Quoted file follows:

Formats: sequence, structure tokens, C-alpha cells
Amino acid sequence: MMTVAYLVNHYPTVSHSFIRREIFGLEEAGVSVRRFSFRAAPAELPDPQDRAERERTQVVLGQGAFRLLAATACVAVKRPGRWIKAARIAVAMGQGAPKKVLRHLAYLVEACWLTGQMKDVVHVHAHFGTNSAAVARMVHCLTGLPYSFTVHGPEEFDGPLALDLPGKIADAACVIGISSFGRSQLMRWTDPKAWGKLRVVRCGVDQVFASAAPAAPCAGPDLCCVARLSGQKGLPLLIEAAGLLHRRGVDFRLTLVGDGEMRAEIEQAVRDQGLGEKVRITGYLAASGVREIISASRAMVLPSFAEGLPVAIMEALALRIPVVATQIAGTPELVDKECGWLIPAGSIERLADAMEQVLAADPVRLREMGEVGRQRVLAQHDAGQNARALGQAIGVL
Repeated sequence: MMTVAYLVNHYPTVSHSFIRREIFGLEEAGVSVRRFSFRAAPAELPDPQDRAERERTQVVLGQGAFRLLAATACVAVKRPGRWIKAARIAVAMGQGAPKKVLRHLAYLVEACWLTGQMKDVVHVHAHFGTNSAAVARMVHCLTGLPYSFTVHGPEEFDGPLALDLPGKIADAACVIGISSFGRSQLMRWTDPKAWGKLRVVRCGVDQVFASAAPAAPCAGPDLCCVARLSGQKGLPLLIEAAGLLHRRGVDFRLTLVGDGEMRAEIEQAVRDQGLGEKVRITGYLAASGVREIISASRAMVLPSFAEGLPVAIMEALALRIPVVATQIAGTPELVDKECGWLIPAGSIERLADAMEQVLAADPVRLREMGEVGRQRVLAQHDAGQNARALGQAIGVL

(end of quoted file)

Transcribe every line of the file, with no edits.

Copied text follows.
Formats: sequence, structure tokens, C-alpha cells
Amino acid sequence: MMTVAYLVNHYPTVSHSFIRREIFGLEEAGVSVRRFSFRAAPAELPDPQDRAERERTQVVLGQGAFRLLAATACVAVKRPGRWIKAARIAVAMGQGAPKKVLRHLAYLVEACWLTGQMKDVVHVHAHFGTNSAAVARMVHCLTGLPYSFTVHGPEEFDGPLALDLPGKIADAACVIGISSFGRSQLMRWTDPKAWGKLRVVRCGVDQVFASAAPAAPCAGPDLCCVARLSGQKGLPLLIEAAGLLHRRGVDFRLTLVGDGEMRAEIEQAVRDQGLGEKVRITGYLAASGVREIISASRAMVLPSFAEGLPVAIMEALALRIPVVATQIAGTPELVDKECGWLIPAGSIERLADAMEQVLAADPVRLREMGEVGRQRVLAQHDAGQNARALGQAIGVL
Repeated sequence: MMTVAYLVNHYPTVSHSFIRREIFGLEEAGVSVRRFSFRAAPAELPDPQDRAERERTQVVLGQGAFRLLAATACVAVKRPGRWIKAARIAVAMGQGAPKKVLRHLAYLVEACWLTGQMKDVVHVHAHFGTNSAAVARMVHCLTGLPYSFTVHGPEEFDGPLALDLPGKIADAACVIGISSFGRSQLMRWTDPKAWGKLRVVRCGVDQVFASAAPAAPCAGPDLCCVARLSGQKGLPLLIEAAGLLHRRGVDFRLTLVGDGEMRAEIEQAVRDQGLGEKVRITGYLAASGVREIISASRAMVLPSFAEGLPVAIMEALALRIPVVATQIAGTPELVDKECGWLIPAGSIERLADAMEQVLAADPVRLREMGEVGRQRVLAQHDAGQNARALGQAIGVL